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STOICISM, one of the influential post-Socratic philosophies of antiquity, founded by the Hellenized Phoenician Zeno (335–263 B.C.E.). It was popular with Roman jurists and became a major ingredient in Greco-Roman rhetorical culture. As such it met Judaism, probably even before the Hasmonean revolt. The extent and nature of this meeting are still under debate. Stoicism lent itself to an explanation of how the bridging of the chasm between God and man, actualized in creation, revelation, and history, was accomplished in detail (mediation). The Stoic theory of the Logos ("Word," "Reason") became therefore central in Philo and after him in the Gospel according to St. John, and traces of it are found in the Midrash. The metabolism of elements, the World Soul, and Providence appear in the Wisdom of Solomon, shades of the quasi-material Spirit and of ecpyrosis (successive conflagrations of the world) in the Midrash. Less obvious is the possibility that the large-scale midrashic attempt to see latent "ethical" situations everywhere in cosmos and history may have been furthered by the panlogistic mood of Stoicism and its doctrine of cosmic "sympathy." Rabbinism, however, insisted on hashgaḥah peratit ("individual providence") and rejected the impersonal Stoic concept (Greek pronoia). Stoicism in all these adaptations has sometimes been regarded as an aid to the clarification of earlier Jewish beliefs. Occasionally, Jewish sources such as Josephus and the talmudic dialogues about *Antoninus Pius try to outdo the Stoicism of the Stoics (IV Macc.) or to portray Pharisaic Judaism as an up-to-date Stoicism. The Jewish and Hellenistic bureaucrat-scholar classes, i.e., the rhetorician-philosophers, Philo, and the rabbis, were compelled to reinterpret sacred writ in an age of change. Stoic allegory came to their aid. Both were involved in legal exegesis, and Stoic techniques of expounding and expanding law were useful. Some rabbinic hermeneutical rules have thus been regarded as having a Stoic-rhetorical coloring, at least in their terminology. Stoic casuistry was known to the rabbis, and the prevailing sense of "etiquette" is reflected in rules for table and toilet in Cicero and the Talmud alike.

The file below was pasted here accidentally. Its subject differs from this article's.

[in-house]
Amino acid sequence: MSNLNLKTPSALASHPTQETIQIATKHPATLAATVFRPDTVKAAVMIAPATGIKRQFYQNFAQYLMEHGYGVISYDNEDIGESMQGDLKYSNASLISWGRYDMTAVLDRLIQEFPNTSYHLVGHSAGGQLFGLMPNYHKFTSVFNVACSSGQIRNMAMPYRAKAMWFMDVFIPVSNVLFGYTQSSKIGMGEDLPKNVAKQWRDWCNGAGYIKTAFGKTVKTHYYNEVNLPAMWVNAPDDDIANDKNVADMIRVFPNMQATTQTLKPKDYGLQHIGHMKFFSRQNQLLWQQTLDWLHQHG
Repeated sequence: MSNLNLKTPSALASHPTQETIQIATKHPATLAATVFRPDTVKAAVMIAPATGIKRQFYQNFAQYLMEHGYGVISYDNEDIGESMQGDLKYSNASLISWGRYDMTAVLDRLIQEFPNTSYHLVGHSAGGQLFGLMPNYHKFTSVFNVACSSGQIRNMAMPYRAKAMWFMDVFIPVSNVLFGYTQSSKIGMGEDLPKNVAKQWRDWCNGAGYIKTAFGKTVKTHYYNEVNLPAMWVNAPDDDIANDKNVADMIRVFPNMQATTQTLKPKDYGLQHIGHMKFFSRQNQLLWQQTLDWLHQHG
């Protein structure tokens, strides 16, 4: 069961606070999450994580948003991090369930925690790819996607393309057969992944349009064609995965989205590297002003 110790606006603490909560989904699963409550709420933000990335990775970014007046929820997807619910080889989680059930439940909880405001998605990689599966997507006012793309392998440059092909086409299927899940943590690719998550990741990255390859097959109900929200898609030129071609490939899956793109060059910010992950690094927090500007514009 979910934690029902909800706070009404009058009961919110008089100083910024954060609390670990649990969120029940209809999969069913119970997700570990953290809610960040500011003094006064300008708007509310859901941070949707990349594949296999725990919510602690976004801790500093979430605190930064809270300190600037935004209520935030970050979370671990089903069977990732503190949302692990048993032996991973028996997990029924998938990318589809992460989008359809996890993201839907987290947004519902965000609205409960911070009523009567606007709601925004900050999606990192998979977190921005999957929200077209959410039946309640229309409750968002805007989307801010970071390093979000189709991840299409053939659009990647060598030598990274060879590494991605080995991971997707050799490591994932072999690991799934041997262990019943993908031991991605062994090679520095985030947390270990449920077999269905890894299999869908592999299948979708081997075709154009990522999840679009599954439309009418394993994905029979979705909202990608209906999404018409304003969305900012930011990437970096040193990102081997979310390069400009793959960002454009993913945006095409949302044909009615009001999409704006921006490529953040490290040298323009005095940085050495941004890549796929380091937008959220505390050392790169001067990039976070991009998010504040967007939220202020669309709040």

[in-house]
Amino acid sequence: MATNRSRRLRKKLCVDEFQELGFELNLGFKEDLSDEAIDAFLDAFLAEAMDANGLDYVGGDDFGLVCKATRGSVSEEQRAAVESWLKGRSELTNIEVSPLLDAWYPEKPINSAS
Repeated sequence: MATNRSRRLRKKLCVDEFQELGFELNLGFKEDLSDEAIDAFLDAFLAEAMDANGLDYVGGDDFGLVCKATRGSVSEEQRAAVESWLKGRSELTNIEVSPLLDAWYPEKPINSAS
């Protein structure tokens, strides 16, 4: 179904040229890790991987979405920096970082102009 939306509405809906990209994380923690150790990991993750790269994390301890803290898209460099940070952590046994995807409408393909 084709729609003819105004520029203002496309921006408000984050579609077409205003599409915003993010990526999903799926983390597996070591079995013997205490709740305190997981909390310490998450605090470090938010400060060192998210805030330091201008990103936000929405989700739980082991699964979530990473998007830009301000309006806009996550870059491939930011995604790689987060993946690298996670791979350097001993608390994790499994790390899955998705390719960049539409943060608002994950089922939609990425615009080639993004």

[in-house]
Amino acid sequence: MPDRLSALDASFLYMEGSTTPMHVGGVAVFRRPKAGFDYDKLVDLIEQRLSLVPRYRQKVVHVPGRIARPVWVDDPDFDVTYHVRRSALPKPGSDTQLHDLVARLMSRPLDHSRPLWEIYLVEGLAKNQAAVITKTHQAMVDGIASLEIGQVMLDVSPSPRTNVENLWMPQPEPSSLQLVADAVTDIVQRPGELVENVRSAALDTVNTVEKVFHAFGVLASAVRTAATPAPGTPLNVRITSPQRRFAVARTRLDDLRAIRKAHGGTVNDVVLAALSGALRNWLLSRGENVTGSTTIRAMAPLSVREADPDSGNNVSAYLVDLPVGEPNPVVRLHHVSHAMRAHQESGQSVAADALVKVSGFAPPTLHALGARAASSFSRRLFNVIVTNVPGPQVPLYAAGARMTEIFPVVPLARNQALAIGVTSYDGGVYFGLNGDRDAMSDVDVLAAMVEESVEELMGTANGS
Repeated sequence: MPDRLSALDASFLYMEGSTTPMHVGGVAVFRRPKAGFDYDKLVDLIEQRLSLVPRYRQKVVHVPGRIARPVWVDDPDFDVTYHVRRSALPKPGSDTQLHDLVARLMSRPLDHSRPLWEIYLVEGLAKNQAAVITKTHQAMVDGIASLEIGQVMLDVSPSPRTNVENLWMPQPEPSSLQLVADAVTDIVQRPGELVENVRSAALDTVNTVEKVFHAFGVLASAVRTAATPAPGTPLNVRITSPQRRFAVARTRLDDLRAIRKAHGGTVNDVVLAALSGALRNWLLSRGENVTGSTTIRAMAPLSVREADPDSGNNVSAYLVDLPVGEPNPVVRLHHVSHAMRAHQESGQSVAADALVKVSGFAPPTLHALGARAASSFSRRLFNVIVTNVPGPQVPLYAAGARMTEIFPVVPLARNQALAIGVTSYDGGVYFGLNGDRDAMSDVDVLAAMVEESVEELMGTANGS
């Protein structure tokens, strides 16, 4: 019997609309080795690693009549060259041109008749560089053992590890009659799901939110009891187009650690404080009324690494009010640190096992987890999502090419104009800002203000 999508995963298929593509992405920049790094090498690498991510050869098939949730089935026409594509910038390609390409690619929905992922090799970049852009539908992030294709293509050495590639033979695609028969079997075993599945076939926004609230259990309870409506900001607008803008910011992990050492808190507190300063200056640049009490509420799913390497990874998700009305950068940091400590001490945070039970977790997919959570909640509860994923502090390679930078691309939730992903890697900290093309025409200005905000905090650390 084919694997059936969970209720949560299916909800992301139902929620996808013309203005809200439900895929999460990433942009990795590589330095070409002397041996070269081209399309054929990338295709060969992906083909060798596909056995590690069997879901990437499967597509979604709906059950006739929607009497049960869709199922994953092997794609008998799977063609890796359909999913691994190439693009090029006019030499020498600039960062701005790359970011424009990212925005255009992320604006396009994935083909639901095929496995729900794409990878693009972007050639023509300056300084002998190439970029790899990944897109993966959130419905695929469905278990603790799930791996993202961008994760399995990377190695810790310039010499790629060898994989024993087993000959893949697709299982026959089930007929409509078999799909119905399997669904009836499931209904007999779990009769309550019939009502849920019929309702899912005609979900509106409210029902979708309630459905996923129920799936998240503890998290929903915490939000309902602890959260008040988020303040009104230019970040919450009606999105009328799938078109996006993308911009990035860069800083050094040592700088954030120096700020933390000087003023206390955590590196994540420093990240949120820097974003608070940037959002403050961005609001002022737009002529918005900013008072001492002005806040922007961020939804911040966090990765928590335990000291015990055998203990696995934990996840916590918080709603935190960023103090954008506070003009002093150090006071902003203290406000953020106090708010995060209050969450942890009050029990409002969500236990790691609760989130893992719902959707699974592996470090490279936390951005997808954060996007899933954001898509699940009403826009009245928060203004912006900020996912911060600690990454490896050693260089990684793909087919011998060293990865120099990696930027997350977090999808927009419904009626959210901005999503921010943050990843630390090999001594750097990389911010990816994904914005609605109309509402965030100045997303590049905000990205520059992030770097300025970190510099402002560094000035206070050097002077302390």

Perhaps the Stoic mood is most strongly in evidence in rabbinic ethics, part of which could thus be considered as an intercultural ideology of a bureaucrat-scholar class elevating the ideal Sage. Here values and problems emerge that were not found (or not stressed) in the Bible: health, the simple life, self-improvement, fortitude, the ethos of work, imitatio dei, generosity, theory versus practice, the good versus the merely valuable, new interpretations of suffering etc. The biblical roots amal ("to labor") and zaʿar ("to take pains") acquire positive connotations. Beyond these, however, the native ethos prevailed: empathy, repentance, hope, and rule over the emotions, not their extirpation. Strong, too, is the acceptance of Stoic-rhetorical literary forms in rabbinism, such as catalogs of virtues and vices, sorites, consolation formulae (life as a deposit), eristic dialogues, diatribic sequences, and certain similes (athletics, household, civic life). The Letter of Aristeas is an example of Stoic instructions for kings. The immediate source for rabbinism (and early Christianity) must have been Greco-Roman rhetoric rather than the ubiquitous Posidonius of earlier research. Yet, "what is received is received according to the way of the receiver," i.e., selectively, and is synthesized with the unaffected transcendental and humanitarian tradition of Judaism.


Kaminka, in: REJ, 82 (1926), 233–52; L. Wallach, in: JQR, 31 (1940/41), 259–86; Daube, in: HUCA, 22 (1949), 239–64; S. Lieberman, in: A. Altmann (ed.), Biblical and Other Studies (1963), 123–41; Urbach, in: Israel Academy of Sciences and Humanities, Proceedings, 2 (1966), no. 4. MEDIEVAL JEWISH PHILOSOPHY: Guttmann, Philosophies, index; H.A. Wolfson, Philosophy of Spinoza, 2 vols. (1934), index; idem, Philo, Foundations of Religious Philosophy, 2 vols. (1947), index.